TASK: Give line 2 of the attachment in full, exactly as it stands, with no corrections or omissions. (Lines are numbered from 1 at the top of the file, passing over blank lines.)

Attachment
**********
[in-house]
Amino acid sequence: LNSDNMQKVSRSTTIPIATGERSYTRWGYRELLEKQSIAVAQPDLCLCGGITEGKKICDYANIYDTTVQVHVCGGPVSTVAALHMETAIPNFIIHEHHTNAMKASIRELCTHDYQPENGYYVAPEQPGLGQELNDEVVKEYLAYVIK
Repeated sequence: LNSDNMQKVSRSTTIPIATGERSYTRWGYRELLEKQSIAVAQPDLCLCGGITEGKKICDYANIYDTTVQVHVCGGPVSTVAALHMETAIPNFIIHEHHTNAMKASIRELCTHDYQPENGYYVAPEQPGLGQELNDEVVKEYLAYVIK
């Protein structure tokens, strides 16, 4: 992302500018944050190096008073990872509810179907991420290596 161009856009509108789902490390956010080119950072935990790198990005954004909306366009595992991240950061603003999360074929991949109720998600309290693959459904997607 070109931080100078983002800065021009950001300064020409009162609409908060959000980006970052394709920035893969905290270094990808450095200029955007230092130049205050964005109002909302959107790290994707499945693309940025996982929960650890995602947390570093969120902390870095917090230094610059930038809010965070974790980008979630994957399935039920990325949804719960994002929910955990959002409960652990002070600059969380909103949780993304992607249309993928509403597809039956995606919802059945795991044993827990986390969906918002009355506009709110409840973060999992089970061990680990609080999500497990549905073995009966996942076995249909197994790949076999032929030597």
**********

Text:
Amino acid sequence: LNSDNMQKVSRSTTIPIATGERSYTRWGYRELLEKQSIAVAQPDLCLCGGITEGKKICDYANIYDTTVQVHVCGGPVSTVAALHMETAIPNFIIHEHHTNAMKASIRELCTHDYQPENGYYVAPEQPGLGQELNDEVVKEYLAYVIK